# I have to show that the limit goes to zero..

I need to show that the $$\lim_{t\to\infty} t^m e^{{\alpha}t}=0$$ where $m \in \mathbb N_0$ $\Re (\alpha)<0$ and

$$\max_{0 \leq t< \infty}\left|t^m\cdot e^{{\alpha}t}\right|= \left(\frac{m}{-\Re(\alpha)}\right)^m\cdot e^{-m}$$ $m \in \mathbb N_0$, $\Re (\alpha)<0$ by using L'Hopital's rule.

How do I start? Thank you so much! Klara

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Note that it is enough to show that the absolute value of your expression converges to zero, and so we can dispense with complex number.

Write $\alpha=\beta+i\gamma$. Then $\beta<0$ and, for $t\geq0$, $$|t^me^{\alpha t}|=t^m |e^{\beta t}e^{i\gamma t}|=t^me^{\beta t}.$$ Now, $t^me^{\beta t}=t^m/e^{-\beta t}$. As both numerator and denominator go to $\infty$, we apply L'Hôpital $m$ times to get $$\lim_{t\to\infty}\frac{t^m}{e^{-\beta t}}=\lim_{t\to\infty}\frac{mt^{m-1}}{-\beta e^{-\beta t}}=\ldots=\lim_{t\to\infty}\frac{m!}{(-1)^m\beta^me^{-\beta t}}=0,$$ as $-\beta>0$.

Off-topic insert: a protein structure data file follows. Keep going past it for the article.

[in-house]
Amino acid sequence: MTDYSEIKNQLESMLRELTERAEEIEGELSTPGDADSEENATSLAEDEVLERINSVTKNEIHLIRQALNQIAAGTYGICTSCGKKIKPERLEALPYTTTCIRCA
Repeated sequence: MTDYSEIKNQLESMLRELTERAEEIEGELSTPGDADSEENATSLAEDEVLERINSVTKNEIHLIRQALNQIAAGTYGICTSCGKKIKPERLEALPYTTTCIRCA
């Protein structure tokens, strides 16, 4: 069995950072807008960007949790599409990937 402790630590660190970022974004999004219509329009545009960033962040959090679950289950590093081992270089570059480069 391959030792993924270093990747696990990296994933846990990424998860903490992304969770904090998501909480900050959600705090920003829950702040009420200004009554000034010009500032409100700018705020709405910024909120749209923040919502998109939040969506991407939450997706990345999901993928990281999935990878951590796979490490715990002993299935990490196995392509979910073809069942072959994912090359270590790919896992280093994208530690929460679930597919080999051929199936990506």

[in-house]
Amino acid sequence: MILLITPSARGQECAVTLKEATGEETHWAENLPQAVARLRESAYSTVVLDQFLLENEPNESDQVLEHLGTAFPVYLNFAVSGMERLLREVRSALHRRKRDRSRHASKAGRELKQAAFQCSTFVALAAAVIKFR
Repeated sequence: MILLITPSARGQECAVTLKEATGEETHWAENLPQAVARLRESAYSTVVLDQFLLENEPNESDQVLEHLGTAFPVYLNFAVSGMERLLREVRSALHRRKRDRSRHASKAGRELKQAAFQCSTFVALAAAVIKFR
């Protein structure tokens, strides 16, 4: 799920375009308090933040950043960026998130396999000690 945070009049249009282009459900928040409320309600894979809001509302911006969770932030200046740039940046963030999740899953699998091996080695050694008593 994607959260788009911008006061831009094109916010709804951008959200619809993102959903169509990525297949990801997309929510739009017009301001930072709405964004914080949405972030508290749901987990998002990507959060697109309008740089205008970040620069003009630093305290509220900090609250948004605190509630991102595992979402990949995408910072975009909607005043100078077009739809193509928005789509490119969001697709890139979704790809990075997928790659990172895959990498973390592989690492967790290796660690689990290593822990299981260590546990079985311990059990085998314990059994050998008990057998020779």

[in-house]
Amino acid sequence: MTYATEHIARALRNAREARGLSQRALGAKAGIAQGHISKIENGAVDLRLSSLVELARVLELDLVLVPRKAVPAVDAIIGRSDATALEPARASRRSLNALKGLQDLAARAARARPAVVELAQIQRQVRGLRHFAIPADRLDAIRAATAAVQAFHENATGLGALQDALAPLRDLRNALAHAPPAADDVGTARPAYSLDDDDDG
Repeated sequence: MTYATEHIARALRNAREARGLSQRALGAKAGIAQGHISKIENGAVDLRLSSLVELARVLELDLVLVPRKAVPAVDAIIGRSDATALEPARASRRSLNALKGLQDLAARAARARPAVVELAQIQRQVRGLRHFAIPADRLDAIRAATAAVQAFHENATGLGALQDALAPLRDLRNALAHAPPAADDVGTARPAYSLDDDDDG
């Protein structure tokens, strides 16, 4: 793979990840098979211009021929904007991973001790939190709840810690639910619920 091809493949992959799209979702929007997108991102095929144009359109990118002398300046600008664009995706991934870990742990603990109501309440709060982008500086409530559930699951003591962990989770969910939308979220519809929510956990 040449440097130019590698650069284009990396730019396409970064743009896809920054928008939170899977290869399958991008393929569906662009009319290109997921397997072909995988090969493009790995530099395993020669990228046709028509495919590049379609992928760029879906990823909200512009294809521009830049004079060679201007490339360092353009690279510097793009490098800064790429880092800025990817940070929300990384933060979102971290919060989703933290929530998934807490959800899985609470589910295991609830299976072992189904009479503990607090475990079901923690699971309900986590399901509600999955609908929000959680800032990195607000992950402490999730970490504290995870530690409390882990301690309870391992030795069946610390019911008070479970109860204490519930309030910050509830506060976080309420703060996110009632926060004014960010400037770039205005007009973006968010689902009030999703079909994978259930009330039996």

Now the function $t^me^{\beta t}$ is differentiable and goes to zero at infinity, so it achieves its maximum, and we can find it as a zero of its derivative. The derivative is $$mt^{m-1}e^{\beta t}+t^{m}\beta e^{\beta t}.$$ Equated to zero, we cancel $e^{\beta t}$ to get $$mt^{m-1}+\beta t^{m}=0,$$ so $t=-m/\beta$. Being the only zero of the derivative, it has to be a maximum. The value is $$\left(-\frac{m}\beta\right)^m\,e^{-\beta m/\beta}=\left(\frac{m}{-\beta}\right)^me^{-m},$$ i.e. $$\max_{0 \leq t< \infty}\left|t^m\cdot e^{{\alpha}t}\right|= \left(\frac{m}{-\Re(\alpha)}\right)^m\cdot e^{-m}.$$

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@ Martin Thank you so much! – Klara Nov 25 '12 at 0:39
You are welcome! – Martin Argerami Nov 25 '12 at 1:09

Assuming $\,t\in\Bbb R\,\,,\,\alpha = x+iy\,\,,\,x,y\in\Bbb R\,$:

$$\left|t^me^{\alpha t}\right|=\left|t^me^{tx}\right|=\frac{t^m}{e^{tw}}\stackrel{\text{L'Hospital}}{\xrightarrow [t\to\infty]{} 0}$$

Putting $\,w=-x=-Re(z)>0\,$ and for $\,t>0\,$ , which can be assumed as we want $\,t\to\infty\,$

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